Because while you were taking the test, you answered four different types of questions ? questions that measured confidence, apprehension, willingness to take risks, and your focus on experience versus appearance ? the primary traits that determine your personality. Based on your responses, we determined your personality type, Lethal Weapon.

And that's just scratching the surface.

current mood: blah

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Sunday, December 15th, 2002
12:11 pm - woohoo
i guess this may be true. i need to spend more time doing some artwork anyway.

content
How confident are you as an artist?

brought to you by Quizilla

current mood: content

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Friday, December 6th, 2002
12:39 am - my day @ guitar center
i seem to be finding out more about myself these days... at least today.

FF8 is coming along very well... got my all my GFs up to level 100, but i just got Doomtrain, so i need to work on him... then it's off to the lunar gate (to continue the storyline).

today i went to Guitar Center, spent a lot of time there. Mostly because i felt i needed to find something that i before, didn't think was so important. anyhoo. The guys there were really nice to me, and made me feel really comfortable to be there and just play with no obligation to buy. *kickass* that's the way it should be!

i used to think that i wanted a Gibson SG and a Gibson Flying V... but when i actually played them... i surprised myself, because i actually DIDN'T like them at all. The SG was ok... but it didn't sound special to me, much less feel special. The Flying V is a hot piece of guitar... but it was really uncomfortable to play without a guitar strap... soooo incredibly uncomfortable.

so i said, 'fuck it!'... and i walked around til i found some guitars that i found appealing. that i actually was attracted to. i felt like i was window-dating (window-shopping and dating at the same time). First i found a couple GRETSCH guitars... one in particular; the Electromatic Jet sumtin sumtin... it was RED tho... i hate red! arg! drives me nuts! but it was still a beautiful guitar... and i felt good playing it... it sounded great! and it had a really nice feel, it felt better than the faded SG (i really wanted the surf yellow SG, but i never got to actually see it and play it live). i also tried out a cheaper version of that gretsch guitar that was black... it also felt good.. but i think i'd go for that red one instead... it also came in black and silver sparkle (i guess i'll choose between those 2 colors).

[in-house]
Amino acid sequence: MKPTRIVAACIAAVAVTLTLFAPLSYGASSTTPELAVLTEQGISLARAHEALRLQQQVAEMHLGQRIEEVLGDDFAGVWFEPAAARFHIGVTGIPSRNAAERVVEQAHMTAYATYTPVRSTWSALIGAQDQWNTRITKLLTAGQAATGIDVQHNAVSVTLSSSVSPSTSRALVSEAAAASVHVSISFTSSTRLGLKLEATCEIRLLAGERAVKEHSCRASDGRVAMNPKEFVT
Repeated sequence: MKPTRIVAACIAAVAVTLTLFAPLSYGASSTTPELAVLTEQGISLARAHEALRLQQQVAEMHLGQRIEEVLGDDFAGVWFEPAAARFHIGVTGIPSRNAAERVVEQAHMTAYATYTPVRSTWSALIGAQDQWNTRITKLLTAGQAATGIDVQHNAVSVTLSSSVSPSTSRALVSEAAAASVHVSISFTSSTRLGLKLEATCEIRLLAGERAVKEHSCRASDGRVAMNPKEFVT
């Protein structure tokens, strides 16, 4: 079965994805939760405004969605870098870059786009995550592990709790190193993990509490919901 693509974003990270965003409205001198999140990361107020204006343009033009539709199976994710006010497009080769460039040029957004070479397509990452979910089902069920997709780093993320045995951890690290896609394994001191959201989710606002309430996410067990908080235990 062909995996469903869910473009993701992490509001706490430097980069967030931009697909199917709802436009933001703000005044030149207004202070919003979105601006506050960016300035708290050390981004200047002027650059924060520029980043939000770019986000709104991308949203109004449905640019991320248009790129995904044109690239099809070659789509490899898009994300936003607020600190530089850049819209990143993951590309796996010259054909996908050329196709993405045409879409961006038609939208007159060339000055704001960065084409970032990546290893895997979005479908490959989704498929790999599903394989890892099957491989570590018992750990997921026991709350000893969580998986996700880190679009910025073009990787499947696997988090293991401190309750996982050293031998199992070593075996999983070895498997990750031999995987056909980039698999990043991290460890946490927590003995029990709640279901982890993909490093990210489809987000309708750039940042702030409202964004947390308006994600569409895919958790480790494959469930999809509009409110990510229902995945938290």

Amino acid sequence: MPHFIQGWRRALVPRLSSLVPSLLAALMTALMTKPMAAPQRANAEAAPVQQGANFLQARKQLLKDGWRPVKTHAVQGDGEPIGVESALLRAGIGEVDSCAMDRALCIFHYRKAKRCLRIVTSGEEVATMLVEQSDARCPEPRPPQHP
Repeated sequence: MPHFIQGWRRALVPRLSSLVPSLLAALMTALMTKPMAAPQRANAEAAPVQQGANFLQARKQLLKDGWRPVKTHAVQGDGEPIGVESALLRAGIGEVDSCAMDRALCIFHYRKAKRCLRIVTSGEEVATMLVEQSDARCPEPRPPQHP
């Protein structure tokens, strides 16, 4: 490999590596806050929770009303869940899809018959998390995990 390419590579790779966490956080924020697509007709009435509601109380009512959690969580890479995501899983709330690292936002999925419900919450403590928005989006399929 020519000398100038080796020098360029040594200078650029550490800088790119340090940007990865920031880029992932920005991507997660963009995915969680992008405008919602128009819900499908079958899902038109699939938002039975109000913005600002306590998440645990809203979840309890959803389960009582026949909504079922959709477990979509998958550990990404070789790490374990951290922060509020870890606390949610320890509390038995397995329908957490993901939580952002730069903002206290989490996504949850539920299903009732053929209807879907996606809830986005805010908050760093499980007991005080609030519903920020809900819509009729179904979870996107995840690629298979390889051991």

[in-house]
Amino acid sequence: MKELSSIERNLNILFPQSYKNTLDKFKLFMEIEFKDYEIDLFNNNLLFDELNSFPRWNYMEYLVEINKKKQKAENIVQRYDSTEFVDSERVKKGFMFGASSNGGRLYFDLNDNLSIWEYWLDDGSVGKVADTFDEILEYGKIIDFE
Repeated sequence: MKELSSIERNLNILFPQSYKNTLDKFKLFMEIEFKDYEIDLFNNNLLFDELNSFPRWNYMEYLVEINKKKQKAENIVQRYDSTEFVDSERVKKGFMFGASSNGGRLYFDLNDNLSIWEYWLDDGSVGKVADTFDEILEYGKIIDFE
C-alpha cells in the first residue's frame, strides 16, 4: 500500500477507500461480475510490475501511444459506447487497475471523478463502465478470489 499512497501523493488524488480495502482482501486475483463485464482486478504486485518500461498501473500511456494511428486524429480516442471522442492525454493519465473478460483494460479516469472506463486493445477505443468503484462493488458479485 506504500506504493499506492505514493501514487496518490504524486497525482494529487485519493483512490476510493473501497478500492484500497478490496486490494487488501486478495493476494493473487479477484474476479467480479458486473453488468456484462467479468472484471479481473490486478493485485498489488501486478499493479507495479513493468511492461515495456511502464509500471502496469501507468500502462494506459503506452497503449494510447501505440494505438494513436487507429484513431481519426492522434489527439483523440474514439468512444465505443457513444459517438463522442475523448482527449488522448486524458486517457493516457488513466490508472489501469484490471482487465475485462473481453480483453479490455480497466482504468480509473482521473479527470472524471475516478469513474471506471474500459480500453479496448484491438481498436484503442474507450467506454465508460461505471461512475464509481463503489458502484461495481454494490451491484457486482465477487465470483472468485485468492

the next one i picked up was the Fender Jagstang... nice. but for some reason i was ultimately shocked by a Tele i picked up. i've always been known to favor the stratocaster, which i do... but i couldn't believe that i deprived myself from the telecaster for so long. what a fool i am... and i call myself a fan of Fender. Maple neck & fretboard (nice change from rosewood), lipstick pickup and humbucker... it never sounded sweeter... no. it was smooth. the way your lips move when you sound out that word 'smooooooth'.

blaaaaaargie meh! i just spoke a lot! (bad scottish accent)

i've also been playing Lucy (my p-bass) A LOT! ever since little rip's wires went undone (long story in itself). i found a Fender 5-string bass guitar in Midnight Wine. soooouuuweeeeeet!!! played magnificent... it was around $419. i want it i want it so bad... ahh spending the day at Guitar Center today just made me wanna buy those 2 guitars + bass. *drool* i will someday.

- Ripley signing off -

current mood: calm
current music: Fleetwood Mac - Dreams

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Sunday, December 1st, 2002
3:38 am
feelin better right now.

but earlier... and possibly even tomorrow... i've been feeling dumb, and invalueable to the world. call me crazy... but i just feel like i can't do anything good... or worthy of any praise... i feel like i'm wasting time and space... or moreso feeling like a waste of space.

everything i feel (that i write into a song), is negative or pleading for some sort of attention... i don't wanna just write music like this.. i wanna write hopefull stuff or empowering stuff... but i dunno... i guess because of my current frame of mind... that's not gonna happen for a while.

*sigh*

wow i actually typed more than usual... i guess i'll be usin this journal more often.

current music: Eve - Satisfaction

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Friday, November 29th, 2002
4:06 pm - hell-oh!
i wanted to check this place out... just to get away from all the LJrs... i may or may not add friends officially... maybe i'll just chill in the communities and post deep and profound nonsensical stuff in here. lmao... just kidding... ciao

current mood: silly